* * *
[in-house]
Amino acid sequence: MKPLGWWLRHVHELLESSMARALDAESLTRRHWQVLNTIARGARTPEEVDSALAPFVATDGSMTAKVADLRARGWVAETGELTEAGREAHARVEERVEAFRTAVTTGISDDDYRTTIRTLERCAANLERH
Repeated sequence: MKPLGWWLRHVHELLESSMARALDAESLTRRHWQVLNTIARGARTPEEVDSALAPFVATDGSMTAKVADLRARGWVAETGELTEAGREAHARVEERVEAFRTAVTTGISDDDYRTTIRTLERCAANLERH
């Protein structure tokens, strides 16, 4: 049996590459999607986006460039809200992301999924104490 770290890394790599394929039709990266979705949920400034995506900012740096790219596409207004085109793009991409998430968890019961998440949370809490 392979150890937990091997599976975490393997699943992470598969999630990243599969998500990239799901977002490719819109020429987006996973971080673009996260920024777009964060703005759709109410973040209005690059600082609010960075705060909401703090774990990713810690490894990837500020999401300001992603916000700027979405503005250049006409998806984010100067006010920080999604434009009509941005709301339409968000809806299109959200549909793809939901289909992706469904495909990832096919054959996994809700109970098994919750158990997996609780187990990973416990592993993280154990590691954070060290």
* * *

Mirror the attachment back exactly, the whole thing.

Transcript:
[in-house]
Amino acid sequence: MKPLGWWLRHVHELLESSMARALDAESLTRRHWQVLNTIARGARTPEEVDSALAPFVATDGSMTAKVADLRARGWVAETGELTEAGREAHARVEERVEAFRTAVTTGISDDDYRTTIRTLERCAANLERH
Repeated sequence: MKPLGWWLRHVHELLESSMARALDAESLTRRHWQVLNTIARGARTPEEVDSALAPFVATDGSMTAKVADLRARGWVAETGELTEAGREAHARVEERVEAFRTAVTTGISDDDYRTTIRTLERCAANLERH
């Protein structure tokens, strides 16, 4: 049996590459999607986006460039809200992301999924104490 770290890394790599394929039709990266979705949920400034995506900012740096790219596409207004085109793009991409998430968890019961998440949370809490 392979150890937990091997599976975490393997699943992470598969999630990243599969998500990239799901977002490719819109020429987006996973971080673009996260920024777009964060703005759709109410973040209005690059600082609010960075705060909401703090774990990713810690490894990837500020999401300001992603916000700027979405503005250049006409998806984010100067006010920080999604434009009509941005709301339409968000809806299109959200549909793809939901289909992706469904495909990832096919054959996994809700109970098994919750158990997996609780187990990973416990592993993280154990590691954070060290």